Every day, by the hour, lives are being saved. Why? Because of the presence of poison control centers. Across the nation there exist 55 poison centers who assist with various poisoning emergencies as well as answer questions and provide any information to help prevent poisonings. Specially trained poison experts, known as Specialists in Poison Information (SPI), at each poison center include nurses, pharmacists, toxicologists and physicians. They can be reached 24 hours a day by calling the toll-free Poison Help line at 1-800-222-1222, which then connects you with your local poison center.
The idea for a poison center came from a part-time secretary from the American Academy of Pediatrics during the early 1950s. The secretary contacted hospitals in Chicago to find out why children were in the emergency room with certain problems. What had they eaten? What did they drink?
At the time, companies did not have to tell people much about the ingredients in their products. The secretary asked companies about the ingredients in their products that might be making children sick. She then asked a group of medical professionals to create treatment guidelines for as many products as possible. When doctors had questions, they would call her, and she would read medical advice to them off the note cards.
Soon after, the U.S. Surgeon General ordered copies of her 1,000 index cards to be sent to health departments across the country. From this, the first poison center was founded, and the idea spread throughout the nation.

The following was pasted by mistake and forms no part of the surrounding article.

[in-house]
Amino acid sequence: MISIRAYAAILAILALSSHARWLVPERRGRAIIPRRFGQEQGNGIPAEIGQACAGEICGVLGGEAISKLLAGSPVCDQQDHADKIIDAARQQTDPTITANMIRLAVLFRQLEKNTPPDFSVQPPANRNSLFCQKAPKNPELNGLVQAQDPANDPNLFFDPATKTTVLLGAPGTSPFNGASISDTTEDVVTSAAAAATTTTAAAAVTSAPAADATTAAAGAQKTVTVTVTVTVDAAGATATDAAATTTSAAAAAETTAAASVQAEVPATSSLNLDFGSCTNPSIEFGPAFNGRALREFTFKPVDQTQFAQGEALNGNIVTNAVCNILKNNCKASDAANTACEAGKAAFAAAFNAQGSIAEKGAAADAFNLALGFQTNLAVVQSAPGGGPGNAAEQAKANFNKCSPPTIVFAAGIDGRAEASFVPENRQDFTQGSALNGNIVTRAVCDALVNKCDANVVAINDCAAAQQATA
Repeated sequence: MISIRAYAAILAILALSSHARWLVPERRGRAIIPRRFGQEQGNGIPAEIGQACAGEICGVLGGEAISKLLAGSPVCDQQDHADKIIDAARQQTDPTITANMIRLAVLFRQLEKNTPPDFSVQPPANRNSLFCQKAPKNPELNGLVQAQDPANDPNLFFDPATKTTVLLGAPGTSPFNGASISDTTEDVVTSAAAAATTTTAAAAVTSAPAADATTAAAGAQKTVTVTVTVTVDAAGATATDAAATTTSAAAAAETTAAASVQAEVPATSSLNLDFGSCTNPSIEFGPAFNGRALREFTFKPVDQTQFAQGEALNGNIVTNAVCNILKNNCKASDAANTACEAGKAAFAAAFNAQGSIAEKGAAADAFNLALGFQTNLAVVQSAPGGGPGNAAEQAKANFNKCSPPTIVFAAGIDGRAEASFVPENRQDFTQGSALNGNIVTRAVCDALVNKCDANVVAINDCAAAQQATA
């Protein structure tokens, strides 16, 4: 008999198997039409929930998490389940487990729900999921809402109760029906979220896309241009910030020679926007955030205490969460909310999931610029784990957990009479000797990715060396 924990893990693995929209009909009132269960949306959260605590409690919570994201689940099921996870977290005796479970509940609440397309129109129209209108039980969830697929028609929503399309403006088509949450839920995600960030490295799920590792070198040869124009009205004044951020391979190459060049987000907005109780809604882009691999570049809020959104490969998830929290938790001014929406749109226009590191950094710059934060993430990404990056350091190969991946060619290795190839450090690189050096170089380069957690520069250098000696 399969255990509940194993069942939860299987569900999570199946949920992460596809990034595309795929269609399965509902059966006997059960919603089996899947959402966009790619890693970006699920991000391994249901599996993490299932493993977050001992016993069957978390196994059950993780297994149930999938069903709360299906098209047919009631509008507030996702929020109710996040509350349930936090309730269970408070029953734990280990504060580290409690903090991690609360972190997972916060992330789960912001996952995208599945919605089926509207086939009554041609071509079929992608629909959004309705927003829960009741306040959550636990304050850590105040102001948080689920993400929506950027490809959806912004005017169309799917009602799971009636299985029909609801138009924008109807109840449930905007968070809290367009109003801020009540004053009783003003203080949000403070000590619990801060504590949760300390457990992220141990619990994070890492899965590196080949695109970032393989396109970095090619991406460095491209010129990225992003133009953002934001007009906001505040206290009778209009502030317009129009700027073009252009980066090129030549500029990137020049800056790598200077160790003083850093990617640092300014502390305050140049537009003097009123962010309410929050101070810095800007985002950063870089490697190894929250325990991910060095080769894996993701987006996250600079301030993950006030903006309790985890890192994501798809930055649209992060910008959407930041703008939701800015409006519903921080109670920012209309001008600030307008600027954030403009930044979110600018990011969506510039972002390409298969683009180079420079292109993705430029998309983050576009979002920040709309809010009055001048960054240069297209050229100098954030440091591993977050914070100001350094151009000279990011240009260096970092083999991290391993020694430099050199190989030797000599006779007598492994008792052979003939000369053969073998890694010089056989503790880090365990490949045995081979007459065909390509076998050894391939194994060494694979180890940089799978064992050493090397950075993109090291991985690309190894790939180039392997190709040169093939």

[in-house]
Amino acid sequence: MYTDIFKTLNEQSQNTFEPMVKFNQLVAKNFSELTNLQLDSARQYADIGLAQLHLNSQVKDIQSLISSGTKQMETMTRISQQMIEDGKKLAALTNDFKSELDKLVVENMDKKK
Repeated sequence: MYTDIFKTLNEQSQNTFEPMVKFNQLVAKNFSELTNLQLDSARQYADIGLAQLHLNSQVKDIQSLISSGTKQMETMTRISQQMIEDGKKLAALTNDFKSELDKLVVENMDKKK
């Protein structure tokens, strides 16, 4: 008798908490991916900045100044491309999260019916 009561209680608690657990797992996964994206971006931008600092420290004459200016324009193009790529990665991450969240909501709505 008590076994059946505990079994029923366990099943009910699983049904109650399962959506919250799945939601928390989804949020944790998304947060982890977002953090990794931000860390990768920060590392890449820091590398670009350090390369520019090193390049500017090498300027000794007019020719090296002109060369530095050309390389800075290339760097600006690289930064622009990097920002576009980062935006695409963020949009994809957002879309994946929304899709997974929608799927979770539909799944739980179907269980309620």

What do Poison Centers Offer
· Help with a poisoning emergency, which can often be treated over the phone rather than calling 911 or visiting the emergency room. (Which saves Emergency Rooms or Ambulance costs)
· Medical advice for healthcare professionals and the general public.
· Real-time de-identified data collection that aids in detecting public health emergencies.
· Free and confidential help, with interpretation services available in over 100 languages.
· Assistance with pill identification.
· Help with all types of poisonings including insect, snake or spider bites, plants, household chemicals, medication mix ups or overdoses and more.
· Poison Prevention Poster and Video Contest Annually
· Free educational materials
· Free educational presentations
What information to have readily available when calling a poison control center?
· How old is the patient?
· About how much does the patient weigh?
· What is the name of the product or substance involved? Be as specific as you can-it can help to have the bottle or packaging with you on the phone. Poison experts use a database that contains detailed information on thousands of products.
· How much of the substance did the patient swallow, breathe in or get on their skin? If you don't know, the poison specialist will help you estimate.
Based on this information, the poison specialist will tell you what you need to do. It could be as simple as drinking some water or eating a Popsicle. In some circumstances, they may need to send you to the hospital. If so, they will ask which hospital you are closest to and call ahead to let them know you are coming.
The poison center will also collect a little bit of personal information from you for your medical chart-your first name, the patient's first name, your phone number and the zip code you are calling from. This information is confidential. This information is important because it helps us to find your case if you need to call us back for any reason.
For questions or concerns, call the Texas Poison Center Network experts at 1-800-222-1222.